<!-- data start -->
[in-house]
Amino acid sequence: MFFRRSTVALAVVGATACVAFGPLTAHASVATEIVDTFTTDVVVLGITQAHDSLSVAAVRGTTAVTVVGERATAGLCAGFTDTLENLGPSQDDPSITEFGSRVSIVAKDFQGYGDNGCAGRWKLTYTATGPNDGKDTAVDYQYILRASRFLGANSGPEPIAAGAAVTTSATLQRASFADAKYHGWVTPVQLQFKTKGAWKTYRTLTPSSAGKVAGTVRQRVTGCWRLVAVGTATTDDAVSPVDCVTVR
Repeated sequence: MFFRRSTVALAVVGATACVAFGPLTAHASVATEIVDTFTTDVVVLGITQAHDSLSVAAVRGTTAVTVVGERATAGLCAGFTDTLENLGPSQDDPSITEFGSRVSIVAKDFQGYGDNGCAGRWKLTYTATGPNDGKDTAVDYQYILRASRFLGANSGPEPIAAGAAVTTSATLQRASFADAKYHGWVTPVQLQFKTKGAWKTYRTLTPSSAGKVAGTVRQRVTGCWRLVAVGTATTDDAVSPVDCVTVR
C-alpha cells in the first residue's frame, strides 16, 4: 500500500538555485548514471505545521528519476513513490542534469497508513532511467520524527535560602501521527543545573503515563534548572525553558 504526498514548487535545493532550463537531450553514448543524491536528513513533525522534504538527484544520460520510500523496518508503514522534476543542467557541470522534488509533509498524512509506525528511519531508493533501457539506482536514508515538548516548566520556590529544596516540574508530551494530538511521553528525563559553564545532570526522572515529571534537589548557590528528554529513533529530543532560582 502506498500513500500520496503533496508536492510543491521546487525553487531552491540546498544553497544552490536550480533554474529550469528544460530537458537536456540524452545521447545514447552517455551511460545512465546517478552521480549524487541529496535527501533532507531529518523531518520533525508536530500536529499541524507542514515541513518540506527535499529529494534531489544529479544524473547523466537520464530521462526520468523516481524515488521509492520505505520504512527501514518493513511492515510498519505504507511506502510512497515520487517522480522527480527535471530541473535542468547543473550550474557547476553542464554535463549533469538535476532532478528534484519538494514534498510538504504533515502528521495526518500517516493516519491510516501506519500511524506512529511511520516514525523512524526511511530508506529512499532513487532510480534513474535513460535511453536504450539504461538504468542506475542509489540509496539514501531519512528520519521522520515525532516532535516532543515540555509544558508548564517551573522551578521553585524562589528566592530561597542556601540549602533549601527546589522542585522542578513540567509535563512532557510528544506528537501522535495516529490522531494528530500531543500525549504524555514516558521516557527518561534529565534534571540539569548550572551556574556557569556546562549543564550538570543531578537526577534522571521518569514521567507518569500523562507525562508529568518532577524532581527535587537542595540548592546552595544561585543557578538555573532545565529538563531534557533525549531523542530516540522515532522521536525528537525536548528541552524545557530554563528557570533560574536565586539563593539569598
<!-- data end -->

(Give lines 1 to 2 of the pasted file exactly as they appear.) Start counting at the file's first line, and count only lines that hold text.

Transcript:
[in-house]
Amino acid sequence: MFFRRSTVALAVVGATACVAFGPLTAHASVATEIVDTFTTDVVVLGITQAHDSLSVAAVRGTTAVTVVGERATAGLCAGFTDTLENLGPSQDDPSITEFGSRVSIVAKDFQGYGDNGCAGRWKLTYTATGPNDGKDTAVDYQYILRASRFLGANSGPEPIAAGAAVTTSATLQRASFADAKYHGWVTPVQLQFKTKGAWKTYRTLTPSSAGKVAGTVRQRVTGCWRLVAVGTATTDDAVSPVDCVTVR